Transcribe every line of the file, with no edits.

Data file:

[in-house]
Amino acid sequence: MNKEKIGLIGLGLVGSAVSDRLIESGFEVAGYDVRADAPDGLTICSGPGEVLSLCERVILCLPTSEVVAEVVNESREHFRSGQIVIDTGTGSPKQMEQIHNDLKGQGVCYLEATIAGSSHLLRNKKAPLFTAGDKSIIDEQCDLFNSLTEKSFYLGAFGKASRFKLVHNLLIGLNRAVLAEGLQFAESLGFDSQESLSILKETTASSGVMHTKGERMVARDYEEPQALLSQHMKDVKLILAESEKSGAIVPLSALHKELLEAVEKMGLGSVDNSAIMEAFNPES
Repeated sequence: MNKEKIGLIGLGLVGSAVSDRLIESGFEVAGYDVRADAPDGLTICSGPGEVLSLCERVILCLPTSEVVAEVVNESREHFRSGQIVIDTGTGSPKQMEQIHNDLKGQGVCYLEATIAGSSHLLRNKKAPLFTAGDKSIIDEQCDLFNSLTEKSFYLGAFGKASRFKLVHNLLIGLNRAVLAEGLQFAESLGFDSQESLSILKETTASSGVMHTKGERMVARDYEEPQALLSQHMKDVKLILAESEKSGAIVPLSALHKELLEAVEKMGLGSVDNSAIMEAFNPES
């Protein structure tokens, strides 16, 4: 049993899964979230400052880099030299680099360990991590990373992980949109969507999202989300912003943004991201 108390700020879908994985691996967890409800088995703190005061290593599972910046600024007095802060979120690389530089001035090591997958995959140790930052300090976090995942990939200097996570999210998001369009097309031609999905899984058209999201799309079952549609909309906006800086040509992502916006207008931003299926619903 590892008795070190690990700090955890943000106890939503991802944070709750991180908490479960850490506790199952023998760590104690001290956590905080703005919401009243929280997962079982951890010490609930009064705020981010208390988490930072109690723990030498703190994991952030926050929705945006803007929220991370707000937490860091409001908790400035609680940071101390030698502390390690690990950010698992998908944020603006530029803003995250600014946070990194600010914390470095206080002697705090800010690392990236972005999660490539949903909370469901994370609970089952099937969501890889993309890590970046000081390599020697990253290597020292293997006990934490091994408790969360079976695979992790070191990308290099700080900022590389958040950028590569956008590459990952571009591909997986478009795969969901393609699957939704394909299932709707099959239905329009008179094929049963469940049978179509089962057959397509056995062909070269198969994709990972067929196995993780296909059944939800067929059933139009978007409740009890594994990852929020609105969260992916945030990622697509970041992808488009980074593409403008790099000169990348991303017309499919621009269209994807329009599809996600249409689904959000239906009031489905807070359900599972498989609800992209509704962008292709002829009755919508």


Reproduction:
[in-house]
Amino acid sequence: MNKEKIGLIGLGLVGSAVSDRLIESGFEVAGYDVRADAPDGLTICSGPGEVLSLCERVILCLPTSEVVAEVVNESREHFRSGQIVIDTGTGSPKQMEQIHNDLKGQGVCYLEATIAGSSHLLRNKKAPLFTAGDKSIIDEQCDLFNSLTEKSFYLGAFGKASRFKLVHNLLIGLNRAVLAEGLQFAESLGFDSQESLSILKETTASSGVMHTKGERMVARDYEEPQALLSQHMKDVKLILAESEKSGAIVPLSALHKELLEAVEKMGLGSVDNSAIMEAFNPES
Repeated sequence: MNKEKIGLIGLGLVGSAVSDRLIESGFEVAGYDVRADAPDGLTICSGPGEVLSLCERVILCLPTSEVVAEVVNESREHFRSGQIVIDTGTGSPKQMEQIHNDLKGQGVCYLEATIAGSSHLLRNKKAPLFTAGDKSIIDEQCDLFNSLTEKSFYLGAFGKASRFKLVHNLLIGLNRAVLAEGLQFAESLGFDSQESLSILKETTASSGVMHTKGERMVARDYEEPQALLSQHMKDVKLILAESEKSGAIVPLSALHKELLEAVEKMGLGSVDNSAIMEAFNPES
């Protein structure tokens, strides 16, 4: 049993899964979230400052880099030299680099360990991590990373992980949109969507999202989300912003943004991201 108390700020879908994985691996967890409800088995703190005061290593599972910046600024007095802060979120690389530089001035090591997958995959140790930052300090976090995942990939200097996570999210998001369009097309031609999905899984058209999201799309079952549609909309906006800086040509992502916006207008931003299926619903 590892008795070190690990700090955890943000106890939503991802944070709750991180908490479960850490506790199952023998760590104690001290956590905080703005919401009243929280997962079982951890010490609930009064705020981010208390988490930072109690723990030498703190994991952030926050929705945006803007929220991370707000937490860091409001908790400035609680940071101390030698502390390690690990950010698992998908944020603006530029803003995250600014946070990194600010914390470095206080002697705090800010690392990236972005999660490539949903909370469901994370609970089952099937969501890889993309890590970046000081390599020697990253290597020292293997006990934490091994408790969360079976695979992790070191990308290099700080900022590389958040950028590569956008590459990952571009591909997986478009795969969901393609699957939704394909299932709707099959239905329009008179094929049963469940049978179509089962057959397509056995062909070269198969994709990972067929196995993780296909059944939800067929059933139009978007409740009890594994990852929020609105969260992916945030990622697509970041992808488009980074593409403008790099000169990348991303017309499919621009269209994807329009599809996600249409689904959000239906009031489905807070359900599972498989609800992209509704962008292709002829009755919508």